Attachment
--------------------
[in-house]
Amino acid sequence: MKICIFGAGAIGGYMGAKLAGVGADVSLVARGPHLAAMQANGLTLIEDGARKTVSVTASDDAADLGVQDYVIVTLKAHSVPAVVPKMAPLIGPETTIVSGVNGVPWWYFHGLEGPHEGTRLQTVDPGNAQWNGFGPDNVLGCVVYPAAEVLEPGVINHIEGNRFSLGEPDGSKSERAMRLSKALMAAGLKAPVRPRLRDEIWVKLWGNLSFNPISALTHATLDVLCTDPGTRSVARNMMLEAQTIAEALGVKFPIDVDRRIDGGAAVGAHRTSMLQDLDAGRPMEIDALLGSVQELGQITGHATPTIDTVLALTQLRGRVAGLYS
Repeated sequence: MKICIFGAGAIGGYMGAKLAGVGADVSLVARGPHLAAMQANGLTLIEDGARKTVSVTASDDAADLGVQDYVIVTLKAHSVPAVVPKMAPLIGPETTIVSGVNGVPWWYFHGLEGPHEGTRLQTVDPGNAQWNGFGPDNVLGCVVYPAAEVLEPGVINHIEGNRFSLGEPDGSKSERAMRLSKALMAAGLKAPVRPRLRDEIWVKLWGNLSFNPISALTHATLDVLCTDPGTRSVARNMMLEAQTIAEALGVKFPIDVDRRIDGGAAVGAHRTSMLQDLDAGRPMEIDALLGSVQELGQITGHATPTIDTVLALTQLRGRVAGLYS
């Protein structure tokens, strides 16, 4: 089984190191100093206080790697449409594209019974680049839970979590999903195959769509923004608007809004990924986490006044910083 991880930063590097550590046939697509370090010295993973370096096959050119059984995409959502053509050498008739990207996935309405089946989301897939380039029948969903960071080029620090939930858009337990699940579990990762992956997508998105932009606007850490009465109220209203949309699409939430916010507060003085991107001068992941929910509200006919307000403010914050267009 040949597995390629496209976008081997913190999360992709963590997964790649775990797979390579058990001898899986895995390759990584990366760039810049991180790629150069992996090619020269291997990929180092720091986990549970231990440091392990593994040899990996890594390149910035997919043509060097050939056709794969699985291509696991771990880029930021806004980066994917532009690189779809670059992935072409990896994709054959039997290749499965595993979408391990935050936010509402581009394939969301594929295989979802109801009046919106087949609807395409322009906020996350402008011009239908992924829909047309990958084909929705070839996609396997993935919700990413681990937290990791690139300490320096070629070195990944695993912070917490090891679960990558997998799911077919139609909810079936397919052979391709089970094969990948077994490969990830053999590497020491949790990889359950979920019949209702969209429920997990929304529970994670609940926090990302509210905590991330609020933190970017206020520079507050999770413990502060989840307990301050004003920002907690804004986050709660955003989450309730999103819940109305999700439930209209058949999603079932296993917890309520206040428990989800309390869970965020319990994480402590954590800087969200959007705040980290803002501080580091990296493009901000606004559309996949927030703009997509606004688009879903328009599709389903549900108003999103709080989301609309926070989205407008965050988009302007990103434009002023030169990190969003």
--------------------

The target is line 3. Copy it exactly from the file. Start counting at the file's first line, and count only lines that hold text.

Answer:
Repeated sequence: MKICIFGAGAIGGYMGAKLAGVGADVSLVARGPHLAAMQANGLTLIEDGARKTVSVTASDDAADLGVQDYVIVTLKAHSVPAVVPKMAPLIGPETTIVSGVNGVPWWYFHGLEGPHEGTRLQTVDPGNAQWNGFGPDNVLGCVVYPAAEVLEPGVINHIEGNRFSLGEPDGSKSERAMRLSKALMAAGLKAPVRPRLRDEIWVKLWGNLSFNPISALTHATLDVLCTDPGTRSVARNMMLEAQTIAEALGVKFPIDVDRRIDGGAAVGAHRTSMLQDLDAGRPMEIDALLGSVQELGQITGHATPTIDTVLALTQLRGRVAGLYS